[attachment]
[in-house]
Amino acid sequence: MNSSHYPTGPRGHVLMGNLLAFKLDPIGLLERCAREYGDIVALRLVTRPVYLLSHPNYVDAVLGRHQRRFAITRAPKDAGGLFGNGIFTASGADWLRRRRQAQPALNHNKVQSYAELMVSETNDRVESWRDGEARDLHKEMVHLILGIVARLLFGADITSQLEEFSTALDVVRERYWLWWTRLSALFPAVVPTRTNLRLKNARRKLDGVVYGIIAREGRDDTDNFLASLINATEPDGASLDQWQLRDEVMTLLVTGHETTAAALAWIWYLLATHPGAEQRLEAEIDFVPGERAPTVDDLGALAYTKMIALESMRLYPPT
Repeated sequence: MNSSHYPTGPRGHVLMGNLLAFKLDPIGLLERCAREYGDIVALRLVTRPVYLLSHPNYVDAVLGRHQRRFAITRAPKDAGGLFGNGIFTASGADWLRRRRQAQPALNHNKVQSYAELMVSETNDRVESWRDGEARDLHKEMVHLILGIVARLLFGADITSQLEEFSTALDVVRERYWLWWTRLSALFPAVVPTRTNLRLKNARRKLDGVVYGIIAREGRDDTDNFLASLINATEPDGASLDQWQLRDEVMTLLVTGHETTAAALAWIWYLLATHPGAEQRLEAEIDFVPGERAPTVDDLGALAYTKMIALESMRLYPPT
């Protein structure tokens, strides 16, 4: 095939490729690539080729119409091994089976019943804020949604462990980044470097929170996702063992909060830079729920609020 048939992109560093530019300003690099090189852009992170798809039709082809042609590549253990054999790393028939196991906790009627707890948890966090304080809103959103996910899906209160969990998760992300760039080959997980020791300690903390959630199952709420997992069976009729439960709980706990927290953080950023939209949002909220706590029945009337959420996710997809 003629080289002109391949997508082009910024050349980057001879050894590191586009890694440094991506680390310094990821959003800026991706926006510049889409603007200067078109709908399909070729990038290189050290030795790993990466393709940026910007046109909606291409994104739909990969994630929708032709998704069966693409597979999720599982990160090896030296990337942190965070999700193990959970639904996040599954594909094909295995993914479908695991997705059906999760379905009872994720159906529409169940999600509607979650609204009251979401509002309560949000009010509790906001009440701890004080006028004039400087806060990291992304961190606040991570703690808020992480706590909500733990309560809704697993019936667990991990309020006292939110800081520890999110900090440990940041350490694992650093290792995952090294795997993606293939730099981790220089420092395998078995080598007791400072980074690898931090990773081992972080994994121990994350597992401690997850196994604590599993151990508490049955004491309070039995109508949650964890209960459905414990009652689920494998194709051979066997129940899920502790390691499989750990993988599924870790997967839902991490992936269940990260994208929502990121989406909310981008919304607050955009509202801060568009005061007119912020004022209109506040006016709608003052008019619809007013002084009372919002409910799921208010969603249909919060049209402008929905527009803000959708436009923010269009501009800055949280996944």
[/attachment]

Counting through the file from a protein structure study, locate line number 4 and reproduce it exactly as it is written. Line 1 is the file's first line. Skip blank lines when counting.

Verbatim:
């Protein structure tokens, strides 16, 4: 095939490729690539080729119409091994089976019943804020949604462990980044470097929170996702063992909060830079729920609020 048939992109560093530019300003690099090189852009992170798809039709082809042609590549253990054999790393028939196991906790009627707890948890966090304080809103959103996910899906209160969990998760992300760039080959997980020791300690903390959630199952709420997992069976009729439960709980706990927290953080950023939209949002909220706590029945009337959420996710997809 003629080289002109391949997508082009910024050349980057001879050894590191586009890694440094991506680390310094990821959003800026991706926006510049889409603007200067078109709908399909070729990038290189050290030795790993990466393709940026910007046109909606291409994104739909990969994630929708032709998704069966693409597979999720599982990160090896030296990337942190965070999700193990959970639904996040599954594909094909295995993914479908695991997705059906999760379905009872994720159906529409169940999600509607979650609204009251979401509002309560949000009010509790906001009440701890004080006028004039400087806060990291992304961190606040991570703690808020992480706590909500733990309560809704697993019936667990991990309020006292939110800081520890999110900090440990940041350490694992650093290792995952090294795997993606293939730099981790220089420092395998078995080598007791400072980074690898931090990773081992972080994994121990994350597992401690997850196994604590599993151990508490049955004491309070039995109508949650964890209960459905414990009652689920494998194709051979066997129940899920502790390691499989750990993988599924870790997967839902991490992936269940990260994208929502990121989406909310981008919304607050955009509202801060568009005061007119912020004022209109506040006016709608003052008019619809007013002084009372919002409910799921208010969603249909919060049209402008929905527009803000959708436009923010269009501009800055949280996944």